States most likely to win under healthcare overhaul are home to its biggest foes
Wyoming, with an economy marked by farming, ranching and small businesses, has a disproportionate number of people without medical insurance. And by that measure and others, its people are among the likely winners if Congress approves a healthcare overhaul.
But if Republican Sen. Michael B. Enzi was expecting a pat on the back from his constituents for working with some of his fellow senators to seek bipartisan agreement on the issue, he was disappointed.
Last week, Enzi held a town hall meeting in his hometown of Gillette. And when he told the 500 people in the audience that he believed both sides could eventually strike a deal, it turned out that wasn’t a popular thing to say.
A state legislator even stood up and demanded that Enzi pull out of the congressional talks altogether, and was widely applauded by the audience.
The scene in Gillette was replicated in towns across the U.S. last month, as screaming taxpayers filled TV screens with criticism of healthcare proposals. The clashes dramatized a conundrum faced by lawmakers such as Enzi who are seeking compromises.
Some of the most vociferous opposition to the proposals before the House and Senate comes from residents of rural states that could benefit most if the present system is revamped.
“The states that tend to be more conservative have a higher rate of people who are uninsured,” said Ron Pollack, executive director of FamiliesUSA, which backs a healthcare overhaul. “As a result, healthcare reform is going to provide a disproportionate amount of resources to those states.”
In Wyoming, for example, nearly 1 in 3 people younger than 65 went without health insurance at some point during the last two years, according to Pollack’s group. A huge majority of the uninsured have jobs, but work for employers who don’t provide coverage.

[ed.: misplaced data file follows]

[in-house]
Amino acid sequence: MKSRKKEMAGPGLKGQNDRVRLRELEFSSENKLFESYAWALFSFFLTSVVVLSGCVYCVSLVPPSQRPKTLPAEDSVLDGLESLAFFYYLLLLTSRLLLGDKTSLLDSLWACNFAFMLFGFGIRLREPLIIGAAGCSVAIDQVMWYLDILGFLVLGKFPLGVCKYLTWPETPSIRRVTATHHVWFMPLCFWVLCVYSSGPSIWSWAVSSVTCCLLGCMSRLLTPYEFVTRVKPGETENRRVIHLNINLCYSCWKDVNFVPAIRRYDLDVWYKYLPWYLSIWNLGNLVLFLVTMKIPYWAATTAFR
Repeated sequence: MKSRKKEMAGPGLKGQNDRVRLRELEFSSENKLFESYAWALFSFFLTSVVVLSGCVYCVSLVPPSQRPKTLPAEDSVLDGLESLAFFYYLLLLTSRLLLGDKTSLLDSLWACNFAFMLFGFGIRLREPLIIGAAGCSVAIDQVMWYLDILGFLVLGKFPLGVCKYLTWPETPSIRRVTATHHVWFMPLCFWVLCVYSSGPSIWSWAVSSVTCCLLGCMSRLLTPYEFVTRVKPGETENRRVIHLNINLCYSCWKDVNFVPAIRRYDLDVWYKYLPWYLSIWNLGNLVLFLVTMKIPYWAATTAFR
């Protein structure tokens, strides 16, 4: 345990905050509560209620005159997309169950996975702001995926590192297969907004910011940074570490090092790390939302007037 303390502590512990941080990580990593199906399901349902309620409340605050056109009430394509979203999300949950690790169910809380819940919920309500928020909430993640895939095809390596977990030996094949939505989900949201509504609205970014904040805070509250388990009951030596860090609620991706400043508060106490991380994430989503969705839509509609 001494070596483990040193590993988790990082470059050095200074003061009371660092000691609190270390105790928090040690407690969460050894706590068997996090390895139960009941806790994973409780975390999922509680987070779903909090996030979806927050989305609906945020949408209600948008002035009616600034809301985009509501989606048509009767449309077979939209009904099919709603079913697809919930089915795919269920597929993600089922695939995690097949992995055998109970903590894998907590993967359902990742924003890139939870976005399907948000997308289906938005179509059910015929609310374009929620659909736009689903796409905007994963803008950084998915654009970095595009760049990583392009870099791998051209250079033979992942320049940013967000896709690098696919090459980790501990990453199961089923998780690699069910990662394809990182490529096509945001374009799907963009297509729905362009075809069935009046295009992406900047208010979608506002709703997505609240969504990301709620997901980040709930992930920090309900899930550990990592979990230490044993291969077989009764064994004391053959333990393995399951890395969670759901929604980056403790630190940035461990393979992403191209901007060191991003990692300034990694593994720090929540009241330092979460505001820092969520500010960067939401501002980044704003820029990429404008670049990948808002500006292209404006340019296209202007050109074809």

The problem pervades other rural states as well, where a high percentage of employers are small businesses. Although there is a consensus in Congress for keeping the current employer-based system of medical insurance, that system is riddled with holes in coverage that disproportionately affect rural states.
In addition, both in the West and South, such states tend to set higher thresholds for Medicaid eligibility, leaving few options for low-income earners who can’t afford individual insurance coverage.
Moreover, residents of rural states often have lower incomes than those in other parts of the country. It’s more difficult to find healthcare providers. And they have little, if any, choice in the private insurance market, which is typically dominated by one or two companies in a region.
Given that reality, it may not be surprising that senators from these states have been the most active in the effort to salvage a bipartisan compromise on healthcare. Sens. Max Baucus (D-Mont.) and Charles E. Grassley (R-Iowa), who hold top posts on the Senate Finance Committee, are part of a group of senators still talking about a deal, along with Enzi, Kent Conrad (D-N.D.), Jeff Bingaman (D-N.M.) and Olympia J. Snowe (R-Maine).
If they fail, the Democratic leadership in the Senate has threatened to ram a bill through without GOP backers.
Although Enzi has said that he wants to find common ground on healthcare, his public remarks have become more polarized during the congressional recess.